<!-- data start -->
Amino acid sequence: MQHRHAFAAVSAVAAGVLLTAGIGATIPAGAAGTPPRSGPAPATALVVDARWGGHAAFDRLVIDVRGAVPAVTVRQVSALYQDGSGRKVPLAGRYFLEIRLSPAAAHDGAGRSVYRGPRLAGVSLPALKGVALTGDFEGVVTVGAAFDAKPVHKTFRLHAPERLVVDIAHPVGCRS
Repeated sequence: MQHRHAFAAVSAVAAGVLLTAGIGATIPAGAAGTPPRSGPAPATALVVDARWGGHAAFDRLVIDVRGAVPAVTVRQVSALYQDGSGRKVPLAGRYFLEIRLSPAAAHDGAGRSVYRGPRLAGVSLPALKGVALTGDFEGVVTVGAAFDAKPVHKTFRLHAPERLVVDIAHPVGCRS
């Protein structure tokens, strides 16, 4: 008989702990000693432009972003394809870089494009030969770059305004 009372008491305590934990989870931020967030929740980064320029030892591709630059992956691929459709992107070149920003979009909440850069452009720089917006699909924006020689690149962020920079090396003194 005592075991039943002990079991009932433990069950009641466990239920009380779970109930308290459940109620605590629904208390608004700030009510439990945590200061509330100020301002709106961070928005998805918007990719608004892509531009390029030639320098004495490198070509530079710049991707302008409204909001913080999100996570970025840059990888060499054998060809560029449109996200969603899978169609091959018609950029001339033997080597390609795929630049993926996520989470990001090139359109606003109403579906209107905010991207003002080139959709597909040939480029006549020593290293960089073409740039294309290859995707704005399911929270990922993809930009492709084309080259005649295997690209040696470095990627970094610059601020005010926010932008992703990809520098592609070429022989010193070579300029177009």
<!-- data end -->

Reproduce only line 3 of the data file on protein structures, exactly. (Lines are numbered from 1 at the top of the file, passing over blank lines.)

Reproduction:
């Protein structure tokens, strides 16, 4: 008989702990000693432009972003394809870089494009030969770059305004 009372008491305590934990989870931020967030929740980064320029030892591709630059992956691929459709992107070149920003979009909440850069452009720089917006699909924006020689690149962020920079090396003194 005592075991039943002990079991009932433990069950009641466990239920009380779970109930308290459940109620605590629904208390608004700030009510439990945590200061509330100020301002709106961070928005998805918007990719608004892509531009390029030639320098004495490198070509530079710049991707302008409204909001913080999100996570970025840059990888060499054998060809560029449109996200969603899978169609091959018609950029001339033997080597390609795929630049993926996520989470990001090139359109606003109403579906209107905010991207003002080139959709597909040939480029006549020593290293960089073409740039294309290859995707704005399911929270990922993809930009492709084309080259005649295997690209040696470095990627970094610059601020005010926010932008992703990809520098592609070429022989010193070579300029177009």